Trisha Brown: Seminal Movement

BY Melissa Gronlund / Mar 21 2017 / 16:39 PM

In tribute to the legendary dancer and choreographer Trisha Brown who passed away yesterday at the age of 80, Melissa Gronlund reviews Trisha Brown Dance Company's recent performance at The Arts Center at New York University Abu Dhabi

Trisha Brown: Seminal Movement
Silvia Lelli
Trisha Brown in Ravenna, Italy in 2014

In 1970s New York a group of choreographers sought to question the vocabulary of dance. If an arabesque was part of the movement of dance, why not a wave? A hand reaching for a coffee cup? Or a single movement, repeated ten times? A number of programmes in the Emirates this spring will explore this seminal moment: a tremendous opportunity to see the beginnings of contemporary dance.

The Arts Center at New York University Abu Dhabi is staging some of the early works of Trisha Brown, one of the key choreographers of the Judson Dance Theater; she incorporated mathematics, ropes and riggings, and the city itself into her repertoire. Trisha Brown: In Plain Site, on 24 and 25 February, includes five of Brown’s pieces from this period: Floor of the Forest (1970), Roof Piece (1971), Group Primary Accumulations (1973), Solo Olos (1976), and Watermotor (1978), shown both in the black-box theater and in sites across the campus. “Trisha’s work can be so emotionally provocative,” says Carolyn Lucas, the company’s co-director, who helped curate the program. “But also almost scientific. We wanted to show the range of her early work.”

Trisha Brown at the Charleroi Danses in 2013

The company will be performing the rarely seen Roof Piece, an iconic work of 1970s New York in which different dancers, all clad in bright red, gesture in succession to one another from vantage points perched on different buildings. Bill Bragin, the Arts Center’s artistic director, says that during the company’s site visit to Abu Dhabi, “We walked all around, climbed on roofs, and tried to see what could change the audience’s expectations of the campus.” As ever, the ambient sounds and skylines of the site’s performance become part of the experience of the dance. “Thinking about it in Abu Dhabi,” says Bragin, “Makes you remember how bright the light is here, and how quiet it is. It will have a totally different feel than in New York.”

One of Brown’s key innovations was to pay close attention to the human body as the site of dance movement: at its very basic, what it can and can’t do. “So much of Trisha’s work was about anatomy,” says Lucas. “About the body defying gravity, working with momentum.” Brown’s dancers utilise different structures and supports, straining their muscles as they walk down walls, balance props, or subtly recalibrate everyday movement. In Floor of the Forest, clothes are arranged across a raised structure, and the dancers move into and out of them as they weave themselves across the platform. The work re-imagines what it’s like to get dressed–what if the process were horizontal rather than vertical? –and turns this newly difficult, serpentine movement into the core of the work.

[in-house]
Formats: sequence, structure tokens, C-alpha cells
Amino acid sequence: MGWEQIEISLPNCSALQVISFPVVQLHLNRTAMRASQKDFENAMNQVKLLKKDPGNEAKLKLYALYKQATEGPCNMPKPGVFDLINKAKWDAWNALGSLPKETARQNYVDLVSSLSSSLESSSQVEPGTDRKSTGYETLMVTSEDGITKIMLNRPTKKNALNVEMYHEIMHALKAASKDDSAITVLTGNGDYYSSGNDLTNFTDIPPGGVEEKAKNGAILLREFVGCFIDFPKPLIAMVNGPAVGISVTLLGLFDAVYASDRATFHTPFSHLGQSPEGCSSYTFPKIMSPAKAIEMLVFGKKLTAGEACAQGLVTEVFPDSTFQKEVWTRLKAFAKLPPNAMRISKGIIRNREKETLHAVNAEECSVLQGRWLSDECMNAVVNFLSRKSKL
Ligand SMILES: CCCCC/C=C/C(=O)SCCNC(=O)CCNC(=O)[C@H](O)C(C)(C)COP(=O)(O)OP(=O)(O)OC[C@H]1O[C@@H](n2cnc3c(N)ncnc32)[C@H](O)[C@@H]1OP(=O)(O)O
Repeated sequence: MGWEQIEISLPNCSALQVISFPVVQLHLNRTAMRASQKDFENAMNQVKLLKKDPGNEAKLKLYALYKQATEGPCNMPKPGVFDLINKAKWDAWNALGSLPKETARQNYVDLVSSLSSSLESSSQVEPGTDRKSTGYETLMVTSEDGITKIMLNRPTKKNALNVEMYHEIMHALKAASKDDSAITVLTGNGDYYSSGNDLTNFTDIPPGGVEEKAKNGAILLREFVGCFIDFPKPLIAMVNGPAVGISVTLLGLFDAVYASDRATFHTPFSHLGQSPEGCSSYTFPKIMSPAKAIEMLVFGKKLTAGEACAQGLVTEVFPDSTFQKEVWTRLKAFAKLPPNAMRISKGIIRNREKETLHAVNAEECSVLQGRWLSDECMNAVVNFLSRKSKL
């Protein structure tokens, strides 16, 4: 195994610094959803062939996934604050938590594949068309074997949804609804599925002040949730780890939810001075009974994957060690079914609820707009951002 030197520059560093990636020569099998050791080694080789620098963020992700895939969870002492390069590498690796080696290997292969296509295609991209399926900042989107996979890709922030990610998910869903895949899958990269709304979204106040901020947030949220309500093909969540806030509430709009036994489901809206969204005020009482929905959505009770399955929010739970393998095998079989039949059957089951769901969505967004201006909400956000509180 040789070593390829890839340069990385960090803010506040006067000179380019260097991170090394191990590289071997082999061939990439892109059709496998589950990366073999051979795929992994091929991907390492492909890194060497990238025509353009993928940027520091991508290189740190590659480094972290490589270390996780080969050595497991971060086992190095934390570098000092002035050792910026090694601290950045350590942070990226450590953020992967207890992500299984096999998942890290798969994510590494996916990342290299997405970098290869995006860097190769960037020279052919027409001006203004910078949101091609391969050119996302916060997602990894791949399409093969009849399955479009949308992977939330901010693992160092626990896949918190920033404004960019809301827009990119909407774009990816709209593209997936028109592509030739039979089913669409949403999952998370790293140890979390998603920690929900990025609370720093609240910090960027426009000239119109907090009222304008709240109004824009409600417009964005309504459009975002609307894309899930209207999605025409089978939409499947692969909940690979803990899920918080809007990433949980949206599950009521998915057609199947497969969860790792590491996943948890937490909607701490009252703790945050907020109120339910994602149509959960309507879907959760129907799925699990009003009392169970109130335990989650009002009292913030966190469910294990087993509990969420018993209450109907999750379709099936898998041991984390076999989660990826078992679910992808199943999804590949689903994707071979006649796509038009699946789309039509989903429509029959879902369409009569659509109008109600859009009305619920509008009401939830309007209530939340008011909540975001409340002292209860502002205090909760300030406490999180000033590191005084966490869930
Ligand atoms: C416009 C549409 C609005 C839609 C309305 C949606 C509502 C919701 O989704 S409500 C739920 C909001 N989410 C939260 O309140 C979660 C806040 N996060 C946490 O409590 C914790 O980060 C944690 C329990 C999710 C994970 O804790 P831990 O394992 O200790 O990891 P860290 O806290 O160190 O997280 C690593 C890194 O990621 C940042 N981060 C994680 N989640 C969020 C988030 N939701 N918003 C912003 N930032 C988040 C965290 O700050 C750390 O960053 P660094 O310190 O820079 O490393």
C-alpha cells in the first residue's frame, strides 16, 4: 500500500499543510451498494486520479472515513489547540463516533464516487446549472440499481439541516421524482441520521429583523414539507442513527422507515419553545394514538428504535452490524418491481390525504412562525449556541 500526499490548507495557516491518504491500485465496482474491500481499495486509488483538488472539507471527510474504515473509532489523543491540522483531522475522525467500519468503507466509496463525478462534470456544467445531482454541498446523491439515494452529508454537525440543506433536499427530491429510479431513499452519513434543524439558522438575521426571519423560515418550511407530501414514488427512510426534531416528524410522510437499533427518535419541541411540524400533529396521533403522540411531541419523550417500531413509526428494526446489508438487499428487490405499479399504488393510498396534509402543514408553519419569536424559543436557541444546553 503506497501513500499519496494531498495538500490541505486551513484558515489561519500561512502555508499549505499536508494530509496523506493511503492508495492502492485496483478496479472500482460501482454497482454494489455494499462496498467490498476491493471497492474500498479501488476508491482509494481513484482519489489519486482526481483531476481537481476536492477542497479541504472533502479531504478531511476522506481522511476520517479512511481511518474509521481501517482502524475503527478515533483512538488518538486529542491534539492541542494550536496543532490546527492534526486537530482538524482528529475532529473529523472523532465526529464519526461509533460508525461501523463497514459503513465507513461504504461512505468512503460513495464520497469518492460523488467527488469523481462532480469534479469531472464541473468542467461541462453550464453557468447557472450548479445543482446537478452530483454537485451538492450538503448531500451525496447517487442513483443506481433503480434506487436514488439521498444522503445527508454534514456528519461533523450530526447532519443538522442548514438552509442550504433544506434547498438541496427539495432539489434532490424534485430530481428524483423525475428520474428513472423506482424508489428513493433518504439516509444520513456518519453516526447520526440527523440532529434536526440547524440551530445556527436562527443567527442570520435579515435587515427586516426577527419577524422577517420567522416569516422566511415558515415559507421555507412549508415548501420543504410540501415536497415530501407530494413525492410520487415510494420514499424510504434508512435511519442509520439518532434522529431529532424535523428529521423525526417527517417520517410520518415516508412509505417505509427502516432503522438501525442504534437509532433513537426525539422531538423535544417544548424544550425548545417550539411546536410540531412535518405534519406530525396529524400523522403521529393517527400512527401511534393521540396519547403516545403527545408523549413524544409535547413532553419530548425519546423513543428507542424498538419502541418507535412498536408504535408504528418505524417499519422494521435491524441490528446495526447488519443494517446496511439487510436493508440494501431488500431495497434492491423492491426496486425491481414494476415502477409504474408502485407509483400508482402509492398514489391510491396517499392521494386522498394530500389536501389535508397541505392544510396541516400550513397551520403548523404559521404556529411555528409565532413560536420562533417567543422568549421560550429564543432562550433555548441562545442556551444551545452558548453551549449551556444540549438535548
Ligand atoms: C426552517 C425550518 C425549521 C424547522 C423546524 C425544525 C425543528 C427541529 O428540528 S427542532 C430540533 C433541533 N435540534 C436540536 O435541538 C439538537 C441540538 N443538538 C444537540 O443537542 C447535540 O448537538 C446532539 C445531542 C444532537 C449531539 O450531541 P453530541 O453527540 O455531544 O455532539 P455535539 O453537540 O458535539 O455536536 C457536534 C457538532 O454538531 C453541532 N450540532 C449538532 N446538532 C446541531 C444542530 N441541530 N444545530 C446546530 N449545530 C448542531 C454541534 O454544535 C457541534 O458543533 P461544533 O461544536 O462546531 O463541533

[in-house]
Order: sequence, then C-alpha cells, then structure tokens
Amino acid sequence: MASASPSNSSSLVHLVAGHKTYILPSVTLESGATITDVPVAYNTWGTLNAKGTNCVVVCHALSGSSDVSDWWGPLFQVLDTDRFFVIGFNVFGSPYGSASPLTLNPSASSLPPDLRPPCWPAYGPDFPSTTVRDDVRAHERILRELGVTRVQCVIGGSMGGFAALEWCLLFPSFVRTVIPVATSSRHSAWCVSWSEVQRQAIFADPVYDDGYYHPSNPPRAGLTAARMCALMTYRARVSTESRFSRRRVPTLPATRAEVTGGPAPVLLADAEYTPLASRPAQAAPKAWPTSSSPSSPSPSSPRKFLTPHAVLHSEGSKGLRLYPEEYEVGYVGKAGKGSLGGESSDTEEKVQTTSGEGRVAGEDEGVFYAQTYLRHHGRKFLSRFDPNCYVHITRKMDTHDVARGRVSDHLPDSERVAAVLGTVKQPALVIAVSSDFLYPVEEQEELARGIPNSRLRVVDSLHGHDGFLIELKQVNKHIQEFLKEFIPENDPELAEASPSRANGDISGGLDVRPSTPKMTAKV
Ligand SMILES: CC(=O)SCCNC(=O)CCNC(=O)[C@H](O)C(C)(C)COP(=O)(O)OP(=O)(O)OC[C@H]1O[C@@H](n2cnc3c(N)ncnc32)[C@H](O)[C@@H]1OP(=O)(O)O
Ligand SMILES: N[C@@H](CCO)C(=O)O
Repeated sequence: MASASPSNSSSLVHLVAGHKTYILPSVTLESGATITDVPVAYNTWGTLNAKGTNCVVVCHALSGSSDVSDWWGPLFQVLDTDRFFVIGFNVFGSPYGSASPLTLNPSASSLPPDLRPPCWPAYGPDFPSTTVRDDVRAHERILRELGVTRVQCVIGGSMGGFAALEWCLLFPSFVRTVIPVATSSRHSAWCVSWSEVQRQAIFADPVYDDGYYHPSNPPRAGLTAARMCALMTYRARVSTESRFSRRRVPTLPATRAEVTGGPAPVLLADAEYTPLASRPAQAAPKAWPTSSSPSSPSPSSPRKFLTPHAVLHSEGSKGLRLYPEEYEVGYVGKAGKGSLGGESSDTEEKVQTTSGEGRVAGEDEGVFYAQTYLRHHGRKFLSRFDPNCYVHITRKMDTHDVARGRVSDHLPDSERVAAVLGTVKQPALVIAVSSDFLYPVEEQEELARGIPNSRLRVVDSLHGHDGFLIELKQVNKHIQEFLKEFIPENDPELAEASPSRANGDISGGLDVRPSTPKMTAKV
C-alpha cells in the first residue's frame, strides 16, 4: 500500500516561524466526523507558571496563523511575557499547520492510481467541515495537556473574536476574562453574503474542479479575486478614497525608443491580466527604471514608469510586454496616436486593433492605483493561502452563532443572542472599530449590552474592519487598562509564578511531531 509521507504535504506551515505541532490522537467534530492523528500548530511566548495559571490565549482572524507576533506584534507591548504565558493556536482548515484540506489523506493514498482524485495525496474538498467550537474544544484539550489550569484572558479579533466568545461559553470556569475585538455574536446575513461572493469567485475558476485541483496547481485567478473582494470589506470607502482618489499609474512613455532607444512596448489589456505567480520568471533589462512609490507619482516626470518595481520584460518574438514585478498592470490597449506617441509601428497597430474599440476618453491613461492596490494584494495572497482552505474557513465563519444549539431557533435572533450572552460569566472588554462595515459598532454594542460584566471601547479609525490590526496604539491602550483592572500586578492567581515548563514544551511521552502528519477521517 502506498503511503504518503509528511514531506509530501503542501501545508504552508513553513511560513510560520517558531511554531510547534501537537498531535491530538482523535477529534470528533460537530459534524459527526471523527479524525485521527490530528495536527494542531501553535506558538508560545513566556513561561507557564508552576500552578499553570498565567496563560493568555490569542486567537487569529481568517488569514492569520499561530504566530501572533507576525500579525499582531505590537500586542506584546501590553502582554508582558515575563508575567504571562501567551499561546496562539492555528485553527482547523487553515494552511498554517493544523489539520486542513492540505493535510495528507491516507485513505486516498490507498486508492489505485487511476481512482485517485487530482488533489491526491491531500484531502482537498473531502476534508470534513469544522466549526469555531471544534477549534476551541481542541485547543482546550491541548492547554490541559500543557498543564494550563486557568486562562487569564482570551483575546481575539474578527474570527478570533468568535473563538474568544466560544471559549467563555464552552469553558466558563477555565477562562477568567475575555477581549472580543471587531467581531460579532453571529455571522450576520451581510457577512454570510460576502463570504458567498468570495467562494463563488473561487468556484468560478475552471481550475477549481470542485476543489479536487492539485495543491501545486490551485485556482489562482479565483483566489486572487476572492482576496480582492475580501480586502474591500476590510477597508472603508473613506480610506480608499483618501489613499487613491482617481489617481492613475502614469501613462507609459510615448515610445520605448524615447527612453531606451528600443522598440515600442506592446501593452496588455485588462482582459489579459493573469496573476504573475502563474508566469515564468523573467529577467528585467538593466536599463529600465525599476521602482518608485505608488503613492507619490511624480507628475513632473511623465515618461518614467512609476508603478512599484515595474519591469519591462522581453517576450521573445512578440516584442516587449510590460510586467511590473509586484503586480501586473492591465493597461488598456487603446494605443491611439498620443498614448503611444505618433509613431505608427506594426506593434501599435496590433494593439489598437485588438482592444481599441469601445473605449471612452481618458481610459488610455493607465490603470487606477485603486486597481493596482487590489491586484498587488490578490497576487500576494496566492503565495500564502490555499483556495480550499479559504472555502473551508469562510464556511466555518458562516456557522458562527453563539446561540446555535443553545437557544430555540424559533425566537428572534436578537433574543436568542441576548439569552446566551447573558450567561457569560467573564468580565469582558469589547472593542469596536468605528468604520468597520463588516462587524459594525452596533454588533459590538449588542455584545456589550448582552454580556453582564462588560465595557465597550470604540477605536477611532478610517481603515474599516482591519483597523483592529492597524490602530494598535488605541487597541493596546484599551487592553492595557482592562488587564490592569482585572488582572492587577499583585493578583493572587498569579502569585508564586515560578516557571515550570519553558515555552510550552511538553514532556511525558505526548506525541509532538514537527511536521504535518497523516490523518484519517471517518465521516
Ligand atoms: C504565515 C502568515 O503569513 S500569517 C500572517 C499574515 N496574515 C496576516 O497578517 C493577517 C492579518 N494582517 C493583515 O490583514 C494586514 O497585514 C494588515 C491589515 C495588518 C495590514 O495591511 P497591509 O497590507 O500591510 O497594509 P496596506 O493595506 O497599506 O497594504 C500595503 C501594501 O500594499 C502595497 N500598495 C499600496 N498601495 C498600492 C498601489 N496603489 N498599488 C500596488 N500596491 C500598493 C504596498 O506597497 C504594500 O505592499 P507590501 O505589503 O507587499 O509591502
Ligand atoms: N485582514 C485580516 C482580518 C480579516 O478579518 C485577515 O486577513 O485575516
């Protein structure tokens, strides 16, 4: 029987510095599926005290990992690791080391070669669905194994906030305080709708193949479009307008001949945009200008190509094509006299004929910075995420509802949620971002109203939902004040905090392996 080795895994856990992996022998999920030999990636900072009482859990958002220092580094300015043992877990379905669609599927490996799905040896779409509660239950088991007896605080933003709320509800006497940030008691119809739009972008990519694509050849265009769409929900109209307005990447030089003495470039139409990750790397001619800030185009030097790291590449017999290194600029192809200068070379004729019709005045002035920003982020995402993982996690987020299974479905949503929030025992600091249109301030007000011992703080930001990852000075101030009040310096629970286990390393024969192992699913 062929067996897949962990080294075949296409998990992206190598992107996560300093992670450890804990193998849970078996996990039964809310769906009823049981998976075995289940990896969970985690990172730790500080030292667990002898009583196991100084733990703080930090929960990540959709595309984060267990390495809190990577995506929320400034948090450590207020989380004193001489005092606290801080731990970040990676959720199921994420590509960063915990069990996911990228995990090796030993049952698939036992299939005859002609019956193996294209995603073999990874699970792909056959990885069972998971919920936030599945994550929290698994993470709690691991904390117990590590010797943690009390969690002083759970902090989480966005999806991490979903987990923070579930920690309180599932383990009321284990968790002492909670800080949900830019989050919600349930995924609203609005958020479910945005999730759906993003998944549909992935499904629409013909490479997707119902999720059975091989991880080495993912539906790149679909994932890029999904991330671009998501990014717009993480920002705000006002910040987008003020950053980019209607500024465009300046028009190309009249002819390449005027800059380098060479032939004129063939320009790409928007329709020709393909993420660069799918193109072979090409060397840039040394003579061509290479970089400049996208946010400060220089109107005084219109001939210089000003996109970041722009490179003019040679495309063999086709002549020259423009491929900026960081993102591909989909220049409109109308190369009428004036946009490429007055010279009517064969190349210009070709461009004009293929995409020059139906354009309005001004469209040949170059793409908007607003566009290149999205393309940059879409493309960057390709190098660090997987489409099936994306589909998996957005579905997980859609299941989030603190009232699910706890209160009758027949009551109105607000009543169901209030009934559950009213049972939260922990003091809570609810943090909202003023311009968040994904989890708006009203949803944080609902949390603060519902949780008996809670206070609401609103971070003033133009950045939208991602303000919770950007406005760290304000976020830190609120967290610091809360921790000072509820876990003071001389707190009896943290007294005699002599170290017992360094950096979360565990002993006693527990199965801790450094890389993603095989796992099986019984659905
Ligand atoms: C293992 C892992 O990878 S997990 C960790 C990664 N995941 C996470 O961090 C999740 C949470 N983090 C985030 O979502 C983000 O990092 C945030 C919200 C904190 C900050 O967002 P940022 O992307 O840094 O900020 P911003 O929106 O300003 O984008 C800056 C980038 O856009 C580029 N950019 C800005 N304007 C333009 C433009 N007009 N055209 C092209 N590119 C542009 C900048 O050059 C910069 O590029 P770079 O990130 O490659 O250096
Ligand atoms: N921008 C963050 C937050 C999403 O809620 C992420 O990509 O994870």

Trisha Brown in Munich in 2014

Brown’s work is exemplary of the strong overlap between the 1970s postmodern dance community and the interest in rule-generated works in other art forms at the time, such as Philip Glass’s minimalist music compositions or Conceptual artists such as Sol LeWitt and On Kawara. Indeed it is during 1970s that performance started to become a more mainstream part of contemporary art, and Brown has influenced a host of young visual artists, such as Boris Charmatz, Pablo Bronstein and Tino Sehgal.

The visual-arts side of 1970s New York will also be explored at the Jean-Paul Najar Foundation, in Dubai, in their exhibition Artist Run New York: The Seventies (9 March 9–30 June ), of works and archival material by artists such as Glass, Nancy Holt and Joan Jonas. The infrastructure of 1970s New York was in many ways as radical as the artistic shifts that occurred within it: artists left the commercial gallery and institutional models to run spaces themselves, such as the famous 112 Greene Street, in which the artist Gordon Matta-Clark grew a cherry tree and Bill Beckley accidentally killed a rooster. And the NYUAD Art Gallery’s Project Space will hold an exhibition of the photographer Joanne Savio, who documented dance for over twenty years, capturing Brown, Merce Cunningham, Pina Bausch and others mid-pose. 

Now in its second year, Bragin says that dance has been particularly successful with the UAE’s polyglot audience. “We showed the choreographer Meredith Monk’s work last year, and I was amazed by the response. Likewise, Trisha’s vocabulary is so international,” he says. “The abstract movement of bodies in spaces–everyone walks, climbs, puts on clothes. It’s about the basics of human activity.”

Trisha Brown: In Plain Site is on at the Arts Center at NYU Abu Dhabi on 24 and 25 February 2017.